“Hey!” a high-pitched voice called down to me. I stopped raking and looked up: The owner of the voice was a boy, maybe five or six, who was sitting on the fire escape of the apartment two floors above mine. He was sucking on a bright blue Popsicle, his brown legs dangling through the railings.
“Hey,” I said back. Setting the rake aside, I shaded my eyes to see him better.
“Watchu doin’?” the boy asked, kicking one sneaker back and forth. His lips were the color of Windex.
“Raking the dirt,” I replied, somewhat halfheartedly.
The boy regarded me for a moment. Then he said, “Why?”
It was a good question. For almost a week I’d spent my afternoons fruitlessly attacking the dense-packed mud in the “yard” of my first-floor Brooklyn flat. It was April, and I’d moved to the apartment from farm country just a month earlier. Nostalgic for the lawn and garden I’d left behind, I’d had visions of turning the dingy, twelve-foot square outside my new back door into a blooming oasis of azalea bushes and perennial beds. What I especially wanted, though, was grass—a patch of sweet-smelling green that I could walk in barefoot, like I had back home.
So far, though, the little piece of ground had stubbornly resisted my efforts. The dirt, which had probably sat untouched for the last half-century, was hard and unyielding as asphalt. Determined, I’d lugged gardening tools and an economy-sized bag of peat moss on the subway from a nursery on Atlantic Avenue, but I was under no illusions; it would take weeks of hacking, sifting, and aerating for anything to be able to grow there.
Of course, this was all much too complicated to explain to the kid on the fire escape, who was still watching me. So, taking up my rake again, I said, “Well, I want to grow stuff down here.”
The boy looked at me silently, running a turquoise tongue over his lips. Then he got up from his perch.
“You crazy,” he said, and then disappeared through the window to his apartment. Later, beneath where he’d been sitting, the tines of my rake snagged in a half-buried nest of splintered Popsicle sticks.
There were many such artifacts waiting for me in the mud, as it turned out; over the next few days, as I dug deeper, my little yard became a sort of urban archeological site. I unearthed beer bottles and candy wrappers and spent batteries, soggy matchbooks and broken plastic forks, half a purple china mug, a matted Dr. Scholls insole, and a one-armed Han Solo action figure. There were rusty wire hangers, peach pits, kitchen magnets in the shape of alphabet letters, hair barrettes and cigarette butts, empty Chapstick tubes and about a hundred of those metal pull-tabs that used to come off soda cans. One day I found a wet, filthy dollar bill; on another I discovered a decapitated Barbie like a tiny homicide victim. I shoveled all of it into garbage bags and dragged it to the bins out front, where my building mates were always sitting on the stoop, smoking and talking after work.
Slowly, I made progress. There was one major setback after a heavy rain, which turned my carefully fluffed soil back into a slimy, Fudgsicle-like slab, but once I carved little drainage trenches around the edges of the yard things began to dry out again. I mixed in a second bag of peat moss. I bought fertilizer and a garden hose. Finally, feeling victorious, I scattered thick handfuls of grass seed over everything.
That night I called a friend back in rural Massachusetts, where I’d moved from.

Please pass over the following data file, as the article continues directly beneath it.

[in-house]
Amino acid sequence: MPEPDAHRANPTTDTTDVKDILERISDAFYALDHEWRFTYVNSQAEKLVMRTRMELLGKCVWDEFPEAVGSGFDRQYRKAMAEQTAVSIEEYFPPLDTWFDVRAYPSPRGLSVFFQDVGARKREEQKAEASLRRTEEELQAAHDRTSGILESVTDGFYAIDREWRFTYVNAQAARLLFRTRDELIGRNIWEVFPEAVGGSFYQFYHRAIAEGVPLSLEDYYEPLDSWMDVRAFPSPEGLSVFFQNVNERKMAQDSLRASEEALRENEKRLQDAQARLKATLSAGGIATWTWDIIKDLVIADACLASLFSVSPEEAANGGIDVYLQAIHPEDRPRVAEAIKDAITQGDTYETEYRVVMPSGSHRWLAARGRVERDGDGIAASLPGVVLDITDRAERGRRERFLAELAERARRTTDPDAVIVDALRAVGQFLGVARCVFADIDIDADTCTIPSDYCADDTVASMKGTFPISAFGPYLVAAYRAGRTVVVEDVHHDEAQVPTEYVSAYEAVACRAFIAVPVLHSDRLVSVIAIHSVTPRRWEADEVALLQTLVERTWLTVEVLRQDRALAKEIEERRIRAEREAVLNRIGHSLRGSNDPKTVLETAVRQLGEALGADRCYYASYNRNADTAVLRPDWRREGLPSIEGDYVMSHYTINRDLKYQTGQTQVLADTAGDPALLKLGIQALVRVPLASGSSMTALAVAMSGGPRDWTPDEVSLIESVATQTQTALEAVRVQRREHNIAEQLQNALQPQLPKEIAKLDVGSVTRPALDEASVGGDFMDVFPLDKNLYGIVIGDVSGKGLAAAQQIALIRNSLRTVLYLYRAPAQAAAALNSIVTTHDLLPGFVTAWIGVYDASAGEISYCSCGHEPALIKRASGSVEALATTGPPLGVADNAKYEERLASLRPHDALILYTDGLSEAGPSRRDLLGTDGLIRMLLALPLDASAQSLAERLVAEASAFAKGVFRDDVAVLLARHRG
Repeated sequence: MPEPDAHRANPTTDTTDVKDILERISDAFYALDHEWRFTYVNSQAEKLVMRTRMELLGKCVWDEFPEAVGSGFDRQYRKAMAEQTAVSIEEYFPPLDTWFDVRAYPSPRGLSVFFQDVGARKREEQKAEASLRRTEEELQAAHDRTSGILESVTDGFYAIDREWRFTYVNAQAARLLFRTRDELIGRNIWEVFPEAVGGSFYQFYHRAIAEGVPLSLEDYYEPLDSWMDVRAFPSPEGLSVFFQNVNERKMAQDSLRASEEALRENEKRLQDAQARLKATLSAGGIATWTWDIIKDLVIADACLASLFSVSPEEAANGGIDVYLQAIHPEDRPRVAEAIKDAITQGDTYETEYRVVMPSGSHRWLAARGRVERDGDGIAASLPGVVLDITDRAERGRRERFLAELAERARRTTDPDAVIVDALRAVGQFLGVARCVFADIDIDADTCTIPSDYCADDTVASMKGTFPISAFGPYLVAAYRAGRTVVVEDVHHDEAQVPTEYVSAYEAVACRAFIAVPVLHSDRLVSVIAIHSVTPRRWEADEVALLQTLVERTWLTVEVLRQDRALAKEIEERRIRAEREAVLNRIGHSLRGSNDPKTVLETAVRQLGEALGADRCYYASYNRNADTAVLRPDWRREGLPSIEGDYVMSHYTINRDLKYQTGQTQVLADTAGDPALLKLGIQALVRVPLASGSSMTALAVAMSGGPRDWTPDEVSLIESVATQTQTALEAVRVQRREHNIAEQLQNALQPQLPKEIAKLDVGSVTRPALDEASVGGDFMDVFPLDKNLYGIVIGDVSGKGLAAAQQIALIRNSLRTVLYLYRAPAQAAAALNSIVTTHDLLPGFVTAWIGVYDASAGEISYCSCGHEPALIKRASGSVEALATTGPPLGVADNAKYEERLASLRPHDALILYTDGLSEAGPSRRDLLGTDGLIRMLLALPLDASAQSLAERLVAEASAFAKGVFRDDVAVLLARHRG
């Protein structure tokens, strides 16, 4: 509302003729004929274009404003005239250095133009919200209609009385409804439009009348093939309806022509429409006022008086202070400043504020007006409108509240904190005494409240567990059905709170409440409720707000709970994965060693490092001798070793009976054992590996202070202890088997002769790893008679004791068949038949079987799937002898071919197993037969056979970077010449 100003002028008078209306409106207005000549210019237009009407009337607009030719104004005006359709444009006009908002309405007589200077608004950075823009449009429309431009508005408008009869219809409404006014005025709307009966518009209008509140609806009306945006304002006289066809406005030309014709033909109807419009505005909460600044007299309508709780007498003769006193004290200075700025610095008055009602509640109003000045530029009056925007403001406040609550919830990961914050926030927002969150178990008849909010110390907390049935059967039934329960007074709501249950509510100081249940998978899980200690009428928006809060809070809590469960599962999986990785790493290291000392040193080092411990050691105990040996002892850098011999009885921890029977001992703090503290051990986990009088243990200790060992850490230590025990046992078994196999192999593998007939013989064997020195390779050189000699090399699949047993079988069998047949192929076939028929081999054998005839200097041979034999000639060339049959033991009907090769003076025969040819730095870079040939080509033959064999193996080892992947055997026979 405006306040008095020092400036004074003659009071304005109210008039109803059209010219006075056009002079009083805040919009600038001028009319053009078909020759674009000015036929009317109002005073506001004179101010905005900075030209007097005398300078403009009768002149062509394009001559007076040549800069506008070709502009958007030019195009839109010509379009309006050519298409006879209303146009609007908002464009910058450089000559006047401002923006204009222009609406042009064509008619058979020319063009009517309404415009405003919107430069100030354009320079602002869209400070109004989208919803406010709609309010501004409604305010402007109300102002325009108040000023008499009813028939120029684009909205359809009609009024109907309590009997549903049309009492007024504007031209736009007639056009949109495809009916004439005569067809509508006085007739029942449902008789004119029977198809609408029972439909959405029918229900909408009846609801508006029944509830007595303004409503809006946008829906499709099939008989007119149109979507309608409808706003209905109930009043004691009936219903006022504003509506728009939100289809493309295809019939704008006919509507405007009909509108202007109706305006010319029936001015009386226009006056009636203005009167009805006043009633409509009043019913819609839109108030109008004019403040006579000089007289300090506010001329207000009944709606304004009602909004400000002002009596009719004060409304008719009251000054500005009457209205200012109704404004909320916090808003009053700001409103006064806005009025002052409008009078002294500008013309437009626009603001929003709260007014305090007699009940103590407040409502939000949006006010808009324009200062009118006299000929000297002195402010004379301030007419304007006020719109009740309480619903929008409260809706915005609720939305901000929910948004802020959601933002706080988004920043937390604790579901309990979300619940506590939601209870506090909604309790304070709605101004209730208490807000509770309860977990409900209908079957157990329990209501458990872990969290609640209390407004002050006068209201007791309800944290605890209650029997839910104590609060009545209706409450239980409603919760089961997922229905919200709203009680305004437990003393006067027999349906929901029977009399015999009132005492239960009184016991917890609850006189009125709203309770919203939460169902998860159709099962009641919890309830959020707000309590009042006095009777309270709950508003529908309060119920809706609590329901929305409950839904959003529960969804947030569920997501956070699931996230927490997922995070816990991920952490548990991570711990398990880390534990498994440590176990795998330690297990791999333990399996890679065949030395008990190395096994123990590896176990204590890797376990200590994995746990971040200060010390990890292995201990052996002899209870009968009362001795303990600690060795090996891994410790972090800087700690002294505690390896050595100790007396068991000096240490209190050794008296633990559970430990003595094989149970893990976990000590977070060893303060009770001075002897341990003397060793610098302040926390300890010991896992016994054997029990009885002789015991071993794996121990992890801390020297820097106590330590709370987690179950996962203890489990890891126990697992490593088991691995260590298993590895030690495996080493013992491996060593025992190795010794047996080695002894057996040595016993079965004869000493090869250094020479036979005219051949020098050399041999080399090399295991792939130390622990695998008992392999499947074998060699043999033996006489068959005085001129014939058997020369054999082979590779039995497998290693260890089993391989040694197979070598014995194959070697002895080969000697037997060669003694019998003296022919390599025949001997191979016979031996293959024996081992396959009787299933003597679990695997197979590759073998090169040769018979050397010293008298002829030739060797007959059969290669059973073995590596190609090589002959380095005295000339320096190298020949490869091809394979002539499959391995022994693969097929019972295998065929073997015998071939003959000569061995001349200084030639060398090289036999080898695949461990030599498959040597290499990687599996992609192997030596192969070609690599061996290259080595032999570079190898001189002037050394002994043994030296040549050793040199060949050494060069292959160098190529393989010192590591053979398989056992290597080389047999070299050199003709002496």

“Guess what?” I said. “I’m going to be the first person on my block to have my own yard!”
I knew that it would take four or five days for the grass seed to send up sprouts, but I could hardly wait. I went to bed on the third night—the first warm night of the season—imagining that I’d wake to see tiny green threads poking through the dirt, evidence of my success.
When my alarm clock rang in the morning, I leapt out of bed and made for the glass-paned back door (which would let me gaze through the safety bars at a mass of color once my garden was in bloom). But as I approached, something seemed weird. The view of my yard seemed to be obscured by something, some sort of billowing white cloud. Fog? I rubbed my sleep-blurred eyes.
The mystery was solved as soon as I opened the door. In all the time I’d worked on my yard, I’d never given a thought to the crisscrossed network of laundry lines that hovered just a few feet over my head, suspended between the fire escapes above. Now, though, it was clear that my neighbors had been awaiting the warm weather for their own reason: a chance to save money on the dryers at the laundromat. The fluttering white cloud I’d seen through my window (which, I could now see, bore a pattern of faded pink roses) was actually a set of sagging queen-sized sheets, so heavy on their line that they practically grazed the ground. They brushed my face as I ducked under them, and dodged several swinging pairs of jeans, to see the few little grass shoots that had emerged overnight.
The balmy, sunny weather continued over the next week, and so did the loaded clotheslines. The laundry blocked out the sun, and after a few days my little blades of grass had wilted and died. The following Saturday I considered starting over, but I felt too discouraged. What was the point of having a garden I’d never be able to sit in, or even see, for all the drooping towels and sweatshirts?
That afternoon I gathered up my garden hose, rake, spade and trowels, and a half-empty bag of fertilizer, and left them on the sidewalk in front of my building. (True to form, the invisible neighborhood scavengers made off with them within a half-hour.) And that evening, feeling resigned—maybe even a little relieved—I decided to enjoy the weather like a city person: by taking a spot on the front stoop, and getting to know my neighbors.